We go for one to whom ye will be dear;
And she will prize this bower, this Indian shed,
Our own contrivance, building without peer!
A gentle maid, whose heart is lowly bred,
Whose pleasures are in wild fields gathered.
With joyousness, and with a thoughtful cheer,
Will come to you ; to you herself will wed-
And love the blessed life that we lead here.

Dear spot ! which we have watched with tender heed,
Bringing thee chosen plants and blossoms biown
Among the distant mountains, flower and weed,
Which thou hast taken to thee as thy own,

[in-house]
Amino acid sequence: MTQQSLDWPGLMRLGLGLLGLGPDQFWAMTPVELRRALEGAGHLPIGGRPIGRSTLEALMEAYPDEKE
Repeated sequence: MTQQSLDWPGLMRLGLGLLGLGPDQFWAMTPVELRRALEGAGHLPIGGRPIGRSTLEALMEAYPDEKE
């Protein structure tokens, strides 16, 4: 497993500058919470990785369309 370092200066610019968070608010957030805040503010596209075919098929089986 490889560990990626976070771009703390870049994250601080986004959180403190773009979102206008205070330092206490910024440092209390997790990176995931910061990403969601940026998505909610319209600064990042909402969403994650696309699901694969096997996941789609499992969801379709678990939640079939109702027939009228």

Making all kindness registered and known;
Thou for our sakes, though nature's child indeed,
Fair in thyself and beautiful alone,
Hast taken gifts which thou dost little need.

And oh, most constant, yet most fickle place,
That hast thy wayward moods, as thou dost show
To them who look not daily on thy face;
Who, being loved, in love no bounds dost know,
And say'st when we forsake thee, 'Let them go!'
Thou easy-hearted thing, with thy wild race
Of weeds and flowers, till we return be slow,
And travel with the year at a soft pace.

Help us to tell her tales of years gone by,
And this sweet spring the best beloved and best.
Joy will be flown in its mortality ;
Something must stay to tell us of the rest.
Here thronged with primroses, the steep rock's breast
Glittered at evening like a starry sky;
And in this bush our sparrow built her nest,
Of which I sung one song that will not die.